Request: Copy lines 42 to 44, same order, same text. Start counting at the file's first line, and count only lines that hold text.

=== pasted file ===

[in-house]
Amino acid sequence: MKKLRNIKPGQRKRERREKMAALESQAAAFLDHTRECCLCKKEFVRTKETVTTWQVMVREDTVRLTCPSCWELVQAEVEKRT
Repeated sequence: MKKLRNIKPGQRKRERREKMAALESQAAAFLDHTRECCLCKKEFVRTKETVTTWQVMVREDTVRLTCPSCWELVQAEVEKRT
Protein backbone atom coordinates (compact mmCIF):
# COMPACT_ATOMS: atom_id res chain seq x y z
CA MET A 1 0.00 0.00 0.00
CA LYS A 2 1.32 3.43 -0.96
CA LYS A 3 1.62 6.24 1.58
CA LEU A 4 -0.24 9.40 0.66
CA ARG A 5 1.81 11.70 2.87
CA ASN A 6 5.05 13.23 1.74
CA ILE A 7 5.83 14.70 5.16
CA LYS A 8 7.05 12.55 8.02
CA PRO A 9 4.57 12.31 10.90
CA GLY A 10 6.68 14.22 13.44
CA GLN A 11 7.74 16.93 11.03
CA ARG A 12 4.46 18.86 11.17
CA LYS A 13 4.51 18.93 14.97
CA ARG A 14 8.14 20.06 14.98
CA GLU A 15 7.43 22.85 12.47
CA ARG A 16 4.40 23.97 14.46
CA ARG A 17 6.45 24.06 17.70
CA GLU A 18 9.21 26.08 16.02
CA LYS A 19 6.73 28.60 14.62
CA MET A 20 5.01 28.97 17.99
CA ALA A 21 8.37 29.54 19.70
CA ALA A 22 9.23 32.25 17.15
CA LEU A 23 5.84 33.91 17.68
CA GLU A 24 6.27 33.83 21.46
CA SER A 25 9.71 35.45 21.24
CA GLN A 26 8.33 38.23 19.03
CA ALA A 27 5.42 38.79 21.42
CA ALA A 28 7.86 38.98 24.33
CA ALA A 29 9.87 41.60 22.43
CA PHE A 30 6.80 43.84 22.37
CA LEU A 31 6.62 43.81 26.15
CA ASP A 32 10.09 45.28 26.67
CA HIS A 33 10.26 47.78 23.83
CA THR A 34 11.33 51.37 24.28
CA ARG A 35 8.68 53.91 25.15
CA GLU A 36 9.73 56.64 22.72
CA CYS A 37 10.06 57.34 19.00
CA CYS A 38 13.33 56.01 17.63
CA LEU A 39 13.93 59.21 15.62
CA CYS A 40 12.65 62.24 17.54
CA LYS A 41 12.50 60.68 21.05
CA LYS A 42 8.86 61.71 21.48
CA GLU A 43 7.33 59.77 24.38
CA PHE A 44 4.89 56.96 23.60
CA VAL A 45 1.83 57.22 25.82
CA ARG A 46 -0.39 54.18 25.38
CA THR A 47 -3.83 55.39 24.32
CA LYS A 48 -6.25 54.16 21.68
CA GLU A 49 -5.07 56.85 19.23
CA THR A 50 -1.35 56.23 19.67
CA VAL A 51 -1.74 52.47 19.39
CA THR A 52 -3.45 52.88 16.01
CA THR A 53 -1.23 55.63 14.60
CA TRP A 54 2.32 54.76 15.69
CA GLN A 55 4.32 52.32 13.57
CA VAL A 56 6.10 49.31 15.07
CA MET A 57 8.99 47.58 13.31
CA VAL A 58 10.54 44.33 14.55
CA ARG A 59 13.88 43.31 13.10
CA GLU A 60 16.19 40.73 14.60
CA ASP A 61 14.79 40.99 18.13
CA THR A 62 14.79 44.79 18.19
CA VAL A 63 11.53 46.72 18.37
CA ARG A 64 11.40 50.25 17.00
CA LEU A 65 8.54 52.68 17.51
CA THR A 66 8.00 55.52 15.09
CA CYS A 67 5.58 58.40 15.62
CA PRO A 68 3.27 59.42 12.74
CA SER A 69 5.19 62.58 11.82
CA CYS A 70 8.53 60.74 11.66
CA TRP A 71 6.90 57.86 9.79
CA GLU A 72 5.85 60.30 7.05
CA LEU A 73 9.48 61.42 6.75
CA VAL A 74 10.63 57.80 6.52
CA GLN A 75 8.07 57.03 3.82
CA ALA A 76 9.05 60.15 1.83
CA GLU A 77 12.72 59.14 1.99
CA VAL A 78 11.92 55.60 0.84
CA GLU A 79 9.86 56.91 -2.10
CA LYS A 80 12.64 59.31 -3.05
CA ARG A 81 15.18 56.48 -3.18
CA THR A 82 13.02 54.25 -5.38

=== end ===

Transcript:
CA CYS A 37 10.06 57.34 19.00
CA CYS A 38 13.33 56.01 17.63
CA LEU A 39 13.93 59.21 15.62